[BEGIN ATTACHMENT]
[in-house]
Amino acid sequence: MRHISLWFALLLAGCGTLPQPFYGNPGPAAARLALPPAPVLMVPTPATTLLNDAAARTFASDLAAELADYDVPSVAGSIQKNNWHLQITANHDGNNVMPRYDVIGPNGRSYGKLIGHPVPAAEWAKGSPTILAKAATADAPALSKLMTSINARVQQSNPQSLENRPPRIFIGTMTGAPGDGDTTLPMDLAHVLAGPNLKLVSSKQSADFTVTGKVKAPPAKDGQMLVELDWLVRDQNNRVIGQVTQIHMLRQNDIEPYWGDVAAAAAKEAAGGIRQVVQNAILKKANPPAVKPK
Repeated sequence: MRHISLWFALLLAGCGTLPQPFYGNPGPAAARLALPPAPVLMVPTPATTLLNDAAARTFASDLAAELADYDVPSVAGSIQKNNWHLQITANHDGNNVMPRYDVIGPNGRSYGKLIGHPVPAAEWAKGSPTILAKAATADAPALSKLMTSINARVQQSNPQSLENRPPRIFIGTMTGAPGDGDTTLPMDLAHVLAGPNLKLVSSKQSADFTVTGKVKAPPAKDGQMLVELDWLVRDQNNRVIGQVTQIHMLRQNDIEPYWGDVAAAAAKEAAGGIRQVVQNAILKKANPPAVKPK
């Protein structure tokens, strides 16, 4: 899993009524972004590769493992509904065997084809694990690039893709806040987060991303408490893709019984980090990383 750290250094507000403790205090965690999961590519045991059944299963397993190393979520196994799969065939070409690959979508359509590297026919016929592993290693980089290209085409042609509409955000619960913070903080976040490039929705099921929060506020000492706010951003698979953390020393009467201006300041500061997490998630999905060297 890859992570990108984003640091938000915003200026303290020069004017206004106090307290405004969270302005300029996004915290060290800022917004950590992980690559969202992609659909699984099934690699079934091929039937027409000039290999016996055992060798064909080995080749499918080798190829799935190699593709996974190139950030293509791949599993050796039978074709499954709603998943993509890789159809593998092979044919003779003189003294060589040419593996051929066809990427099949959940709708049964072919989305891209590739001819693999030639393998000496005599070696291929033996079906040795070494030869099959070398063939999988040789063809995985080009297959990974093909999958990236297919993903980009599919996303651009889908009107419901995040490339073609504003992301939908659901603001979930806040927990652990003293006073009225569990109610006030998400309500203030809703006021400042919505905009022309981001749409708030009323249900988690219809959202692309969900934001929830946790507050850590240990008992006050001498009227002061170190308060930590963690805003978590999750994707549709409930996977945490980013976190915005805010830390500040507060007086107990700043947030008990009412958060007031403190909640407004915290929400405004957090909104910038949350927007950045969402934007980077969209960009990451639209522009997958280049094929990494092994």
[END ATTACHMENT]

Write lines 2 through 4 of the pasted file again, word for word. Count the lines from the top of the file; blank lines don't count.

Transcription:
Amino acid sequence: MRHISLWFALLLAGCGTLPQPFYGNPGPAAARLALPPAPVLMVPTPATTLLNDAAARTFASDLAAELADYDVPSVAGSIQKNNWHLQITANHDGNNVMPRYDVIGPNGRSYGKLIGHPVPAAEWAKGSPTILAKAATADAPALSKLMTSINARVQQSNPQSLENRPPRIFIGTMTGAPGDGDTTLPMDLAHVLAGPNLKLVSSKQSADFTVTGKVKAPPAKDGQMLVELDWLVRDQNNRVIGQVTQIHMLRQNDIEPYWGDVAAAAAKEAAGGIRQVVQNAILKKANPPAVKPK
Repeated sequence: MRHISLWFALLLAGCGTLPQPFYGNPGPAAARLALPPAPVLMVPTPATTLLNDAAARTFASDLAAELADYDVPSVAGSIQKNNWHLQITANHDGNNVMPRYDVIGPNGRSYGKLIGHPVPAAEWAKGSPTILAKAATADAPALSKLMTSINARVQQSNPQSLENRPPRIFIGTMTGAPGDGDTTLPMDLAHVLAGPNLKLVSSKQSADFTVTGKVKAPPAKDGQMLVELDWLVRDQNNRVIGQVTQIHMLRQNDIEPYWGDVAAAAAKEAAGGIRQVVQNAILKKANPPAVKPK
């Protein structure tokens, strides 16, 4: 899993009524972004590769493992509904065997084809694990690039893709806040987060991303408490893709019984980090990383 750290250094507000403790205090965690999961590519045991059944299963397993190393979520196994799969065939070409690959979508359509590297026919016929592993290693980089290209085409042609509409955000619960913070903080976040490039929705099921929060506020000492706010951003698979953390020393009467201006300041500061997490998630999905060297 890859992570990108984003640091938000915003200026303290020069004017206004106090307290405004969270302005300029996004915290060290800022917004950590992980690559969202992609659909699984099934690699079934091929039937027409000039290999016996055992060798064909080995080749499918080798190829799935190699593709996974190139950030293509791949599993050796039978074709499954709603998943993509890789159809593998092979044919003779003189003294060589040419593996051929066809990427099949959940709708049964072919989305891209590739001819693999030639393998000496005599070696291929033996079906040795070494030869099959070398063939999988040789063809995985080009297959990974093909999958990236297919993903980009599919996303651009889908009107419901995040490339073609504003992301939908659901603001979930806040927990652990003293006073009225569990109610006030998400309500203030809703006021400042919505905009022309981001749409708030009323249900988690219809959202692309969900934001929830946790507050850590240990008992006050001498009227002061170190308060930590963690805003978590999750994707549709409930996977945490980013976190915005805010830390500040507060007086107990700043947030008990009412958060007031403190909640407004915290929400405004957090909104910038949350927007950045969402934007980077969209960009990451639209522009997958280049094929990494092994």